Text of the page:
smelting is going into extinction because it has been
part of the lives of his people for the past 300 years,
adding that warfare instruments like spears, arrows
and cutlasses were smelted at Koton Karfe in large
quantities and it was a source of economic power for
the people.
The Ohimegye promised that he would do everything
possible to revive iron smelting, which he said is the
heritage of the people. “The amount of iron ore
deposit here is far more than what is at Ajaokuta.
Even the content of our water here is reddish
because of iron ore,” the chief said.
He lamented that despite the town being an ancient
one, and having played its part in the establishment
of Nigeria, the hilly, sleepy town still lacks social
amenities.
“There is complete absence of social amenities here.
The roads are bad,there is no pipe borne water and
yet we are surrounded by water. There is also lack of
federal government presence, apart from the Nigeria
Prison Service, which is a colonial heritage. We don’t
even have a commercil bank here, despite our
strategic location,” he decried.
Another thing that is of great concern to the royal
father is the fact that his people’s fishing and farming
occupation is being endangered by the dredging of
the River Niger. “We are blessed with fishing ponds
and fertile land but the dredging of the River Niger is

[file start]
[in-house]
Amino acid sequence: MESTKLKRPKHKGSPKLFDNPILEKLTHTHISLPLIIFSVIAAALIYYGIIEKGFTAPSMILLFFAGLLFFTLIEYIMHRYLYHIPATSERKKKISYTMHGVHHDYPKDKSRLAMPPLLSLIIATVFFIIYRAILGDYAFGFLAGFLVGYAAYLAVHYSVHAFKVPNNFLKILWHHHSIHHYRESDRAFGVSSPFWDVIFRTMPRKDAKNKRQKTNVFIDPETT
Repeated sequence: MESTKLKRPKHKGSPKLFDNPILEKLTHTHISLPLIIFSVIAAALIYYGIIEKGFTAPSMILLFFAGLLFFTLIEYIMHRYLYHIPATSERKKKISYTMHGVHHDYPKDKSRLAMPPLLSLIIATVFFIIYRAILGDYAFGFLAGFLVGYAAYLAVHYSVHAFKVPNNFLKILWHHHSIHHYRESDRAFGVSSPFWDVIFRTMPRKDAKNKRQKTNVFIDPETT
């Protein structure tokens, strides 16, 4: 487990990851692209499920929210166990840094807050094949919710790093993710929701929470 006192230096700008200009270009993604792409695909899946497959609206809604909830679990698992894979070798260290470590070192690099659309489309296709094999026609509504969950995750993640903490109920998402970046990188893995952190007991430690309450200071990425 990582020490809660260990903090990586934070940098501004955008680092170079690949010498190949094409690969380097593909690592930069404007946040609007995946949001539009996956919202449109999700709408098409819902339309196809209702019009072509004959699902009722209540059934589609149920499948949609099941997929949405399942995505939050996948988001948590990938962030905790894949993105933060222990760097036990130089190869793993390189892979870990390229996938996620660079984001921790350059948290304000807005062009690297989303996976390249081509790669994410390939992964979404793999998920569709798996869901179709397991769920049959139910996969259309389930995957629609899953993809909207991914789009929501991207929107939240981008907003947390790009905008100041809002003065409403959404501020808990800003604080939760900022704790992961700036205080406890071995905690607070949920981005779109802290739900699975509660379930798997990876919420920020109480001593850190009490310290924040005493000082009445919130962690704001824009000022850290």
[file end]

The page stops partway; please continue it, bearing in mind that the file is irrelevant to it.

destroying our fish ponds and farmlands, thereby
taking away the livelihood of most of my people,” he
said, urging the government to find ways of
revitilising the ponds and compensating the people
for their lost farmlands.
Our reporter observed that the ancient town, with
sprawling rusted zinc houses, is divided into two by
the Abuja-Abaji-Koton Karfe-Lokoja highway. The hilly
side, with rising and falling landscape forming the
centre of the town while the swampy side is an
evergreen grove of bananas and sugarcane.
The Ohimegye said while the mountain side provides
a good reserve for wildlife, the swampy area,
stretching down to the two rivers, provides fertile soil
for cultivation of crops and abundant ponds for
fishing.
Koton Karfe is a historical museum of sorts, steep in
historical monuments like the grave of the founder of
the Igwu kingdom Ohemi Ozi Egye, and the Esi-Koko
caves as old as 400 years. The ancient town exudes
an awesome ambience.
There are other fascinating sites in and around the
town like the Murtala Mohammed bridge, the Igbade
cool water spring, which cascades from a height of
over 30 metres and flows gracefully down the River
Niger.
The Ohimegye’s palace is an edifice that outsizes the
entire town but at the same time depicts the imensity
and significance of the old kingdom. Inside it too,
there are artefacts that will not fail to thrill a visitor. A
set of big drums, called tambari, lurks in the corner
of the watchtower of the palace and Alhaji Dauda
Makaido Madaki, Ondaki Ogbani of Koton Karfe, said
the Igwu kingdom type of tambari is unique, adding
that in those days when the drums were beaten at
night then war was on the verge of breaking out. He